Perhaps you should consider an options defensive play. The options guys here outline plenty of these strategies. In times of low VIX, puts are cheaper than the implied volatility rank (IVR).

You could also sell an out-of-the-money call option, which should also be cheap. At times like this, I would try to preset an alarm to short the VIX when above 28, with the assumption that sooner or later the falling knife will hit support/floor of some kind, and profits can be made.

Trading at a VIX extreme of market volatility is often safer. Falling knives don't have to be caught, but can be played defensively as long as you are trading fungibles only.

Yet another aspect for traders to consider is elasticity. Demand for some products is relatively constant regardless of price. We may dislike the price of oil and reduce demand slightly, but we all commute to work, heat our homes and use power regardless of the price.

In fact, we consume pretty much the same amount each year. We tend to cut frivolous expenditure before cutting core energy spending. It isn't just oil that has inelastic demand. Consider water, food and other consumer staples, and you can see why such sectors become defensive plays.

Furthermore, such sectors are big parts of indices and totally fungible. Equity portfolio managers should perceive when the commodity cycle is at a low for the establishment of long-term diversity and defensive stock positions.

Although I describe here a defensive approach for equities, forex, indices and bonds all can be managed defensively in much the same manner.

Last week I mentioned rates of change between three currency pairings traded as one large-scale trade, and previously the correlation between the Nasdaq and S&P 500 using their moving averages.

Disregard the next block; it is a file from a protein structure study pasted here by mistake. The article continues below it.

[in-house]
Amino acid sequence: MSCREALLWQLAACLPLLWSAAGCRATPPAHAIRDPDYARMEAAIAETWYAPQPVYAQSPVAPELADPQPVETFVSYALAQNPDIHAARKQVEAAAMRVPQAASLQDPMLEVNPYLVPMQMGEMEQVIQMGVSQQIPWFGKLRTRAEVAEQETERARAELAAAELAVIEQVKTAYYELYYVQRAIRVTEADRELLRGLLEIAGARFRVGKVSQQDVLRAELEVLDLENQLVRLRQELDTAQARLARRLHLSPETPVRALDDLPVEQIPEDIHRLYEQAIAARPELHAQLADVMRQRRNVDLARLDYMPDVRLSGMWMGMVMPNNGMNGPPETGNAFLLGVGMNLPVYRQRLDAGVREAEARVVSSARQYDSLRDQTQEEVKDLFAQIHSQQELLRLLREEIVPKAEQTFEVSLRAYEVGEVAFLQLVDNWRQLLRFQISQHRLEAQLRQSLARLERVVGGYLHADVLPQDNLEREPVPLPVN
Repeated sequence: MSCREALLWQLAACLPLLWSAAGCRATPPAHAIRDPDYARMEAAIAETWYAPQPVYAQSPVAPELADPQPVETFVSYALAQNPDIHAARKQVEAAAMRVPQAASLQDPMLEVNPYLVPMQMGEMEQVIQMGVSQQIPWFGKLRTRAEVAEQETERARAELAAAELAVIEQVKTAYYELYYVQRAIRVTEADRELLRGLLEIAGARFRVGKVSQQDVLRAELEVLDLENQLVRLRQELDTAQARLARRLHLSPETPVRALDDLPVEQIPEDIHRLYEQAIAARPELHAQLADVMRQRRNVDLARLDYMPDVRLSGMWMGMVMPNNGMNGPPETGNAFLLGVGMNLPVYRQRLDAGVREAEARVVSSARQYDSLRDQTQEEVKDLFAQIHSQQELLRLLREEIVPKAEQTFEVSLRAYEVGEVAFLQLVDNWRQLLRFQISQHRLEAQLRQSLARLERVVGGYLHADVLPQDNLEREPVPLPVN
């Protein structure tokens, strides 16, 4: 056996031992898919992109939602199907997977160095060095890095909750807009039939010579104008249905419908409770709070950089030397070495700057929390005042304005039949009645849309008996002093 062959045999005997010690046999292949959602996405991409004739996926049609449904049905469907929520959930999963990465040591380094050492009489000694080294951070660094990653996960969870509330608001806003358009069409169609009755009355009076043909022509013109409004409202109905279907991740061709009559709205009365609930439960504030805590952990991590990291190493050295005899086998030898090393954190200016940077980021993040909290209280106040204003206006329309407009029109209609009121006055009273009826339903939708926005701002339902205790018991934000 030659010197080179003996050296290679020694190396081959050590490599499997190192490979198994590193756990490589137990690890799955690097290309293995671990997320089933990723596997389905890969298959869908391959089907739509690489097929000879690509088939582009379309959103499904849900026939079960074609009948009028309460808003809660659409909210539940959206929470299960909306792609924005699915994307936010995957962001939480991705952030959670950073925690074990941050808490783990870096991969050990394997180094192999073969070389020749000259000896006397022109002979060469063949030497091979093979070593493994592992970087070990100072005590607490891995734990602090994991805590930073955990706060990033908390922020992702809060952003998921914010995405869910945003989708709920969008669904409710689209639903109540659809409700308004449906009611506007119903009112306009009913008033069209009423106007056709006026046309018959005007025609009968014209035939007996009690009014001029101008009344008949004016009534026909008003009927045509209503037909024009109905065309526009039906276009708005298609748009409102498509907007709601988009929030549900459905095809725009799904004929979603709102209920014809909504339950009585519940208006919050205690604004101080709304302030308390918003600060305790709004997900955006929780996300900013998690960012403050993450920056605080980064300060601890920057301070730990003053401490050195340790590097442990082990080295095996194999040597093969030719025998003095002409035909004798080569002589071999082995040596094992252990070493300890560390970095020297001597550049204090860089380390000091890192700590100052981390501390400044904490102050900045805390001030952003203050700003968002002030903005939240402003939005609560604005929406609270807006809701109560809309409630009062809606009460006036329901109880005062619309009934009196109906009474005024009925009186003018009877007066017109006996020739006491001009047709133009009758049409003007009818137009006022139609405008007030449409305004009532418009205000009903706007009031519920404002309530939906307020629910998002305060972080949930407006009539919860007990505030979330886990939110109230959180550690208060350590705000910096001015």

We are nearing a seasonal market adjustment, so perhaps now is the time to assess how liquid are our fungibles and what we can do to sidestep falling knives.

Next time you're in a coffee shop, ask your barista for the fungibles. The merchants of the original Manhattan coffee houses described theirs on their trade tickets as a menu.

Barista and coffee machine
 The coffee's good, but how are your fungibles? Photo: iStock

— Edited by Adam Courtenay

*fxtime is a pseudonym

25 May
goldfinger goldfinger
Really great piece. R u still long Lonmin?
25 May
fxtime fxtime
Funny enough yes I am ! It is a SIPP trade so medium term. If it drops below 150p I will halve my holdings as expect it to drop alongside gold (expect the latter to drop to around $1200) but overall I expect a further wave up this year ! VW et al need replacement exhaust systems and the most stringent emission exhausts are ones containing platinum :-)
25 May
fxtime fxtime
Lonmin chart fwiw for you...been a nice earner so far...hope you made too?
25 May
fxtime fxtime
I will buy gold at $1200 or below for a long term rally.
25 May
Michael O'Neill Michael O'Neill
Fx time. Another great story. The Barclay's /Lloyds trade was a neat idea
27 May
fxtime fxtime
Very small range markers expect a big move within 48hrs...sadly the ROC and rate of distribution do not give direction only imply a high vol move is imminent.
29 May
fxtime fxtime
The 48hr window of trading hours takes us to Tuesday as markets are shut for various public holidays so it should be a fun day :-)